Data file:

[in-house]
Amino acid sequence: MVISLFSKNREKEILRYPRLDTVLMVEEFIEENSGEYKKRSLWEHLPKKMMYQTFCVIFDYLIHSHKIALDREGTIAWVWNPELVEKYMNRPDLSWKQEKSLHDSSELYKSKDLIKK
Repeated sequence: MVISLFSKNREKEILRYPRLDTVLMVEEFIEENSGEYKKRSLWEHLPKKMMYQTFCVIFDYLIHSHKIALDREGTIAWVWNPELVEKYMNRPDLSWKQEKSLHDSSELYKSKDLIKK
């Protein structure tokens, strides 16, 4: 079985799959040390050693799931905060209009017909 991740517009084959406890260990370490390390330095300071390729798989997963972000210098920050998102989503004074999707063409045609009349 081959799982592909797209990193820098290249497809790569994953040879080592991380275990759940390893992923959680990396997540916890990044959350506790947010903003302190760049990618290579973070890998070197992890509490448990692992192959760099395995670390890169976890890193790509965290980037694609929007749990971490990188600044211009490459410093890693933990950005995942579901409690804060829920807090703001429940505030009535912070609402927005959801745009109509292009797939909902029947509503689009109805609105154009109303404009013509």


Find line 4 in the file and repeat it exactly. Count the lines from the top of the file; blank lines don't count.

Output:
């Protein structure tokens, strides 16, 4: 079985799959040390050693799931905060209009017909 991740517009084959406890260990370490390390330095300071390729798989997963972000210098920050998102989503004074999707063409045609009349 081959799982592909797209990193820098290249497809790569994953040879080592991380275990759940390893992923959680990396997540916890990044959350506790947010903003302190760049990618290579973070890998070197992890509490448990692992192959760099395995670390890169976890890193790509965290980037694609929007749990971490990188600044211009490459410093890693933990950005995942579901409690804060829920807090703001429940505030009535912070609402927005959801745009109509292009797939909902029947509503689009109805609105154009109303404009013509």